Since I arrived in Nigeria on Wednesday evening, internet access has been a bit erratic. Will hopefully post something about being here soon. In the meantime, here’s a roundup of interesting stuff out there.
Adam Kotsko makes the suggestion of a collected writings of Paul here:
In the last ten years or so, there has been a growing interest both in liberation readings of Paul within the biblical studies and theological guilds and in secular reappropriations of Paul by radical philosophers. Hence, I think that the time is perhaps ripe for a new presentation of the works of Paul: a volume that includes only the undisputed Pauline corpus, in a fresh translation carried out by biblical scholars of a liberation bent.
The volume would first of all need to downplay that traditional
trappings of biblical texts: for instance, the chapter and verse breaks could be banished to the margins or even excluded altogether. It should obviously include introductions to each letter and an appropriate level of annotations, along with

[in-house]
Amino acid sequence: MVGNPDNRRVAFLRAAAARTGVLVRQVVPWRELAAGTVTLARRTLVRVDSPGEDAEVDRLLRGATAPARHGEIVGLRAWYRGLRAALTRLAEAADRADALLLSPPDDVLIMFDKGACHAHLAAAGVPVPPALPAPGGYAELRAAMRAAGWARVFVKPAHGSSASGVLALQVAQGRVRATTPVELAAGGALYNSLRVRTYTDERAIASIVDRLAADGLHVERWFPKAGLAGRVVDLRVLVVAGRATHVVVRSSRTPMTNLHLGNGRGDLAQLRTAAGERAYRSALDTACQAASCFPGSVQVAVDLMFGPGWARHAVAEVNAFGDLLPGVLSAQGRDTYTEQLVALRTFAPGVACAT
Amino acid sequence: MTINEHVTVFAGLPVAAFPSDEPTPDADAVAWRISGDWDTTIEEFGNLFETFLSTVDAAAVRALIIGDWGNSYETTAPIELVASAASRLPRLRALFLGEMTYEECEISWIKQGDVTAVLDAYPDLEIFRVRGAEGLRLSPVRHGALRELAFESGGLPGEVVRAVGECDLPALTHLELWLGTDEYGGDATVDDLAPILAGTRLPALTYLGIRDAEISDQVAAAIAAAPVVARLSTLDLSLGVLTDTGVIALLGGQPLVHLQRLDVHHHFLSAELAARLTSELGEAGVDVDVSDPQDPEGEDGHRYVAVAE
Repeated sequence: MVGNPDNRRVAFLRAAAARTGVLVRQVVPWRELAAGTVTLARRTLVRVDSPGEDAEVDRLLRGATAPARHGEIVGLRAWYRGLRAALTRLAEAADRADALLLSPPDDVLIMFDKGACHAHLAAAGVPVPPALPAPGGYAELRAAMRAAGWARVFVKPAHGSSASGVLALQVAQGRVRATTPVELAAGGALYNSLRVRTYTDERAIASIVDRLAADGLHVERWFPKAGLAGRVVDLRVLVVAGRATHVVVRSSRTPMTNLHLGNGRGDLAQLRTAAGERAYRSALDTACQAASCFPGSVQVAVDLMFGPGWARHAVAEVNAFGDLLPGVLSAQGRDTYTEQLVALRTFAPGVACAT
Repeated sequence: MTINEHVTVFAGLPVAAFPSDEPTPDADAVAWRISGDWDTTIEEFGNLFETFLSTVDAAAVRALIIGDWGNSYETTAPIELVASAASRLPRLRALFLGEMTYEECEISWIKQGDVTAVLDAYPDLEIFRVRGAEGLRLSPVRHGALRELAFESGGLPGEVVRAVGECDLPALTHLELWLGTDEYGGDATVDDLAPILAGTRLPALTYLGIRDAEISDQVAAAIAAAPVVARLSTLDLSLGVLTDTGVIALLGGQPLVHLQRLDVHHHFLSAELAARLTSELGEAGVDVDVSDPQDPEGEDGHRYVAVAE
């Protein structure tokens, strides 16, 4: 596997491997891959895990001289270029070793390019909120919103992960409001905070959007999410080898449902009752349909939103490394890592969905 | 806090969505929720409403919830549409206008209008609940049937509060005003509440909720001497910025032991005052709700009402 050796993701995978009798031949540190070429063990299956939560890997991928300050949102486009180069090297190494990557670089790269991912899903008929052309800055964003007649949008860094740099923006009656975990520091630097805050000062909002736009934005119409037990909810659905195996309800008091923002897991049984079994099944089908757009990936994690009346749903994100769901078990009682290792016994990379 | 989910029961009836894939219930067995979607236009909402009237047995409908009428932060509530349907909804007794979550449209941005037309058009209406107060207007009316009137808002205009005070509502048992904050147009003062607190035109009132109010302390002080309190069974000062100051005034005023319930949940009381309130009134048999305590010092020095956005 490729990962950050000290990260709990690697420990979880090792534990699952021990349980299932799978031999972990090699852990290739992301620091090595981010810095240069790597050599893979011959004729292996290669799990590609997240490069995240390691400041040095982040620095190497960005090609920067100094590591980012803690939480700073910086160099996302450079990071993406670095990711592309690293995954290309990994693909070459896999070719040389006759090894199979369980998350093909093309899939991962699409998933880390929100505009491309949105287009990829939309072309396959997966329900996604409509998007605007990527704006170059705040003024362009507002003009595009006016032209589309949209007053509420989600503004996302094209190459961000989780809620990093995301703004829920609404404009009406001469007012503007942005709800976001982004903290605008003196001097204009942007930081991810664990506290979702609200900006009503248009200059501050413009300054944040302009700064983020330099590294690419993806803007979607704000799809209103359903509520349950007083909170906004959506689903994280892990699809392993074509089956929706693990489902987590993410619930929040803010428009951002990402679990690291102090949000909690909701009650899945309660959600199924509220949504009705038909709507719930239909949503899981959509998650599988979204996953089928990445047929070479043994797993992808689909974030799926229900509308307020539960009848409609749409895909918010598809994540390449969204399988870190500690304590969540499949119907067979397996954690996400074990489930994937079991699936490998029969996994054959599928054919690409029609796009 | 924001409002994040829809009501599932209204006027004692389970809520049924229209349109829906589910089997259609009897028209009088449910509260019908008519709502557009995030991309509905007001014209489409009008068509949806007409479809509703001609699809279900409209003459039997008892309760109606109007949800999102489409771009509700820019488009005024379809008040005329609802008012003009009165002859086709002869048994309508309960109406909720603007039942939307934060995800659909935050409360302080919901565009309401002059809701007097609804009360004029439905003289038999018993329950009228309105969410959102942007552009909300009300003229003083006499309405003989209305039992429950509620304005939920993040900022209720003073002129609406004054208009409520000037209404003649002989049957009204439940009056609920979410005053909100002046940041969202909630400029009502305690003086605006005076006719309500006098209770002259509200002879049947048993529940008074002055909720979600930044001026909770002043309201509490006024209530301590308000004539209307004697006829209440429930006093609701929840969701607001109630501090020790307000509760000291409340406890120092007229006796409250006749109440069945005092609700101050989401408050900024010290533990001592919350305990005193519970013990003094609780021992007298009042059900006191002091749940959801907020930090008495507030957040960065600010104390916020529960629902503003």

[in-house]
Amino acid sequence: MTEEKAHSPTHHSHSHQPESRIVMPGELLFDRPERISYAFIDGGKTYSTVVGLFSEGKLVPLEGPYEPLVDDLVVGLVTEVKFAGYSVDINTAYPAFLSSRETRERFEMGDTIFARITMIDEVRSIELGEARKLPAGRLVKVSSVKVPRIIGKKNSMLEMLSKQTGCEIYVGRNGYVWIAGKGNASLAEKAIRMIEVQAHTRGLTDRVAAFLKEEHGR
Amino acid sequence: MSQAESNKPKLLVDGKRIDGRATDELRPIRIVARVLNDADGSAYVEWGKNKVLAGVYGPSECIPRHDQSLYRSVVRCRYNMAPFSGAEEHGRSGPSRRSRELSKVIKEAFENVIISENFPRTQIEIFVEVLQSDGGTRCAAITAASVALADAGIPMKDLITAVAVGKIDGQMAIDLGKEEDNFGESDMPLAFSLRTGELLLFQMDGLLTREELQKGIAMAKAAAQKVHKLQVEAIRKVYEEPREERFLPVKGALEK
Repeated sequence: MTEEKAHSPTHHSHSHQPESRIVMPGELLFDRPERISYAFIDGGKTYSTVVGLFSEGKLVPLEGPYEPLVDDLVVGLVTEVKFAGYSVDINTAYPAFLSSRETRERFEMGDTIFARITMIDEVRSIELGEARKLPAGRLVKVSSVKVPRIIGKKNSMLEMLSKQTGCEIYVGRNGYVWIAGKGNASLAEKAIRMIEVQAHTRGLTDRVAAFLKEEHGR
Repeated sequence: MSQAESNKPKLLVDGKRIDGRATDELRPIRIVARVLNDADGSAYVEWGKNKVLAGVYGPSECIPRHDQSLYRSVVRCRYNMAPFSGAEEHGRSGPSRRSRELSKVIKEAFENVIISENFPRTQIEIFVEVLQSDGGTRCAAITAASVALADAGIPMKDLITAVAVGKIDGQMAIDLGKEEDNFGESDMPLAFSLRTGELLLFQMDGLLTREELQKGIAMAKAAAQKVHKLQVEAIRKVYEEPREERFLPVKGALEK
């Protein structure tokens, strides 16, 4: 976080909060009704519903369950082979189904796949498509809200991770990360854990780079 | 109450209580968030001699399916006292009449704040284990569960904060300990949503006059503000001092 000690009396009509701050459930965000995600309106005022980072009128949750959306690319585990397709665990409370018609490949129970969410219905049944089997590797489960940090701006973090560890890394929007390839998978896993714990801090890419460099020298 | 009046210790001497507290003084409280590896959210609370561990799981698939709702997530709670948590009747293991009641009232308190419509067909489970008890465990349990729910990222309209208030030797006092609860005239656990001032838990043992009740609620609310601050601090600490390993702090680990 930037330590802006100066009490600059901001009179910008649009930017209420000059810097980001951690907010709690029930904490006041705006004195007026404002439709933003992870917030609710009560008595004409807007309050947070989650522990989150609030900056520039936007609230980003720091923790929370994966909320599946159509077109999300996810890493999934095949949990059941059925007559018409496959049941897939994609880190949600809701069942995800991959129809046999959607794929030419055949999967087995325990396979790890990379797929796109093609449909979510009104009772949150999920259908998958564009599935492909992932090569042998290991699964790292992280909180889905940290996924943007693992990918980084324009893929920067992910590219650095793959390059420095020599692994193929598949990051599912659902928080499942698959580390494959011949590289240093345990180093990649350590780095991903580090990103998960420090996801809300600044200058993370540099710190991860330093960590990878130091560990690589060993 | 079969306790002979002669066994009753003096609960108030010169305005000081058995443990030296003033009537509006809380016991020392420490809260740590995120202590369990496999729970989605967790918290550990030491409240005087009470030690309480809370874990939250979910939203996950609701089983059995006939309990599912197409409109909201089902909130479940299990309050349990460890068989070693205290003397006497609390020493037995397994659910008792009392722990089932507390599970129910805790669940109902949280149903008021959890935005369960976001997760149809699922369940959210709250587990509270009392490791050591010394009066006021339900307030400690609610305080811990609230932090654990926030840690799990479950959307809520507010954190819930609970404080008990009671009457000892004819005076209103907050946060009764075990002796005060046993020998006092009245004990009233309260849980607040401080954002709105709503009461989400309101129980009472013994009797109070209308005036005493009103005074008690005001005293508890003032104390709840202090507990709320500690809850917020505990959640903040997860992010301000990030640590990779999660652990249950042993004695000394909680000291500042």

a general introduction laying out the overall mission and self-understanding of Paul. Ideally these would all proceed as though the “traditional” reading of Paul simply did not exist, though that may be difficult to pull off in practice — at the very least, the apparatus should avoid getting bogged down in
“disproving” previous readings (continues).
In contrast, Tim Morton is critical of the turn to Paul, which he says no longer is simply Agamben, Badiou and Zizek, but also now includes Simon Critchley.
Speaking of Critchley, he is one of those whose Heidegger Colloquium talks at Stony Brook are now available on video. Also includes Eduardo Mendieta, Daniel Dahlstrom, Don Ihde and many others.
Peter Gratton is moving to Memorial University, but will be spending a bit of time in the next academic year at the Australian National University’s Humanities Research Centre, where I spent a very happy few months. They are lucky to have him; and I’ll sure he’ll enjoy it there.
The first issue of the new online, open access journal, Thinking Nature, is now available.
And finally, Levi Bryant’s book The Democracy of Objects is up on the Open Humanties Press site. The book will be out soon, available in a couple of open-access formats and in printed form. Levi offers some thoughts on the book and the publishing model here.